- The developers are slow when it comes to updating known issues
- And a wide range of other issues
If you use IE and seem to always get viruses on your computer, try switching to Chrome of Firefox for a few months. Even Microsoft is aware of all the problems with their browser:
The only people that consistently backup their music, documents, and other files are people that have lost it all before. Losing your files and not being able to recover them is probably one of the biggest tech stressors there is. And with all the different storage options we have right now, there really isn’t an excuse for not backing up your stuff except for laziness. You’re not restricted to just CD’s or the dreaded FLOPPY DISK anymore.
Years ago, the “I forgot to do it” excuse might have been acceptable. But now you can completely automate the whole process with Dropbox, Google Drive, or even with an external hard drive. I backup my entire hard drive to my 500 gig Seagate external hard drive. It’s cool because after I set everything up a while ago, I just plug it in and it backs up everything for me.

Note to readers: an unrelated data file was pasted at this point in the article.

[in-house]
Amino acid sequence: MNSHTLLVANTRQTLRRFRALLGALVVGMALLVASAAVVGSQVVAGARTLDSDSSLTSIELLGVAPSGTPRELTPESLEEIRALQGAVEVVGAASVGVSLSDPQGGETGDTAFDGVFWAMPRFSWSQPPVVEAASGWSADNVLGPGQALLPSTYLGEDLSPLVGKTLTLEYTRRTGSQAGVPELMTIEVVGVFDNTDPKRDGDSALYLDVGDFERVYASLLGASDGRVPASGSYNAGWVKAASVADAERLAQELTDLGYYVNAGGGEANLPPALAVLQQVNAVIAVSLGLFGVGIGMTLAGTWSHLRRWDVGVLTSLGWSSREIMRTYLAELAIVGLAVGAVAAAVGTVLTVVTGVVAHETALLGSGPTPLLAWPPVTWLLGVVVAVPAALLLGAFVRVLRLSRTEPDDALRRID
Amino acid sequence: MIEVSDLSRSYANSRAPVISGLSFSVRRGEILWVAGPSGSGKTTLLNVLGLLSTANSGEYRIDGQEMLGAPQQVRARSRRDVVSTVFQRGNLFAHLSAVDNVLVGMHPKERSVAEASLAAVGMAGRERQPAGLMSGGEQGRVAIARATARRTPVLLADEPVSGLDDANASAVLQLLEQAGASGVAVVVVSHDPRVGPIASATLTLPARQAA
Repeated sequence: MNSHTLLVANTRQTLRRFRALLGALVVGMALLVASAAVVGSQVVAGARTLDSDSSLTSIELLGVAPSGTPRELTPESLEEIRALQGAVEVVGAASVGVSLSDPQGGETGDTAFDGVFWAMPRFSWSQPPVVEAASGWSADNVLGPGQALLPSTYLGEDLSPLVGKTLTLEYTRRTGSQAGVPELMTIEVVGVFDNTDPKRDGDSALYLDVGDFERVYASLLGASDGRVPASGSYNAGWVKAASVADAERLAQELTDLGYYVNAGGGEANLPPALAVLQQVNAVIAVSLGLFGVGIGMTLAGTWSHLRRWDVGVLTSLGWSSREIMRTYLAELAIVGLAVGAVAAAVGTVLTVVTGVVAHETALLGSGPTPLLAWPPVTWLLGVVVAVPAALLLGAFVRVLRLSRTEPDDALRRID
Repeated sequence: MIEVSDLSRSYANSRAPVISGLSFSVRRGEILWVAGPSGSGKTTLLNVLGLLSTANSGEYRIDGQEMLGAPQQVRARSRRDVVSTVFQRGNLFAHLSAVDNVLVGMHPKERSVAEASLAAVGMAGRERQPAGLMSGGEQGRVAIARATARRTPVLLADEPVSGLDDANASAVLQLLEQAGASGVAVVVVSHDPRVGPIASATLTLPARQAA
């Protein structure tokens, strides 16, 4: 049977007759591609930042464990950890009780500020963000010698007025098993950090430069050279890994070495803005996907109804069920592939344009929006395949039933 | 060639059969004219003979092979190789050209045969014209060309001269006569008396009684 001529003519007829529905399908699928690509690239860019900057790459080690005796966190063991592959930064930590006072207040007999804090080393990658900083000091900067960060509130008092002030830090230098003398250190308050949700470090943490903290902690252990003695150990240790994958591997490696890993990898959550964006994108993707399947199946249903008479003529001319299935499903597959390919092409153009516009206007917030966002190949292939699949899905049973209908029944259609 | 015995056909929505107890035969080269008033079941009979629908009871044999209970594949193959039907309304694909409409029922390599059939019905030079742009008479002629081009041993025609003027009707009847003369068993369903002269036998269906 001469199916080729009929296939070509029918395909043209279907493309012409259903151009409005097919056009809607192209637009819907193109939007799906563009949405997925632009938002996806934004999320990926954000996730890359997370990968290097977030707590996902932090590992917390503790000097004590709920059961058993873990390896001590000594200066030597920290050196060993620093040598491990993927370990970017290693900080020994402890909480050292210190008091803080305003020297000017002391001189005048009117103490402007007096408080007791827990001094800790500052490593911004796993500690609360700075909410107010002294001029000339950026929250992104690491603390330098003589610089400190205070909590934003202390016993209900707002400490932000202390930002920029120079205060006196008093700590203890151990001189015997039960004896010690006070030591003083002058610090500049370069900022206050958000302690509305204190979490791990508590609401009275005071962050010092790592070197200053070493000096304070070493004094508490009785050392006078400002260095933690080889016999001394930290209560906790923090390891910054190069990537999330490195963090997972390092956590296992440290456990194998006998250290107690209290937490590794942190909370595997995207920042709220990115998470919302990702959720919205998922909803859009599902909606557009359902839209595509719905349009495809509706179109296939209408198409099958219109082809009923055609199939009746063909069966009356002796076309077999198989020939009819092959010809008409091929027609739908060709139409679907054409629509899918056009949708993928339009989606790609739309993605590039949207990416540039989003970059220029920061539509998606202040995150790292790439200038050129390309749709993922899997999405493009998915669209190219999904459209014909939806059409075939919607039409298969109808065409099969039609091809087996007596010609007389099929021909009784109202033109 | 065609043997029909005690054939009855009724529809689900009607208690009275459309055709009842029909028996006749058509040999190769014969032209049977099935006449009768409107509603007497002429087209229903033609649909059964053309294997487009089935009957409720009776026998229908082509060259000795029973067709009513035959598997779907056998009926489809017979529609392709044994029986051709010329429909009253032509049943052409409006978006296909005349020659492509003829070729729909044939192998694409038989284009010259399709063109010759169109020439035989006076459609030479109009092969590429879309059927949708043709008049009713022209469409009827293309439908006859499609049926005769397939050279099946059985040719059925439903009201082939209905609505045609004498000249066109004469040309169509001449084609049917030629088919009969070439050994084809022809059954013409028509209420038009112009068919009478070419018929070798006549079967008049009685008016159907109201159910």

If you don’t want to do anything at all, software like Dropbox and Google Drive can backup your computer automatically at whatever time you schedule.
I can’t stress the importance of backing up your files enough. I speak from personal experience here. Losing everything on your computer sucks. I had the hard drive on an old laptop completely die out on me, and it was filled with all of my music, school work, pics, and a bunch of other stuff I’ll never get back. BUT NEVER AGAIN!
You might be able to pay someone to restore everything but it’s a lot cheaper and easier to just keep a backup.
Choose an Anti-Virus software other than Norton
The whole point of anti-virus software is to protect your computer in the background and run unnoticed. Apparently Norton didn’t get the memo because they constantly give out notifications to run security checks. God forbid if you’re only using the free version of the software. Then you get the pleasure of being pressured to sign up for a paid product every time you turn you computer on.
McAfee seems to have similar problems. I use and highly recommend AVG Free. It does it’s job, doesn’t slow down my laptop, and doesn’t keep trying to upsell me.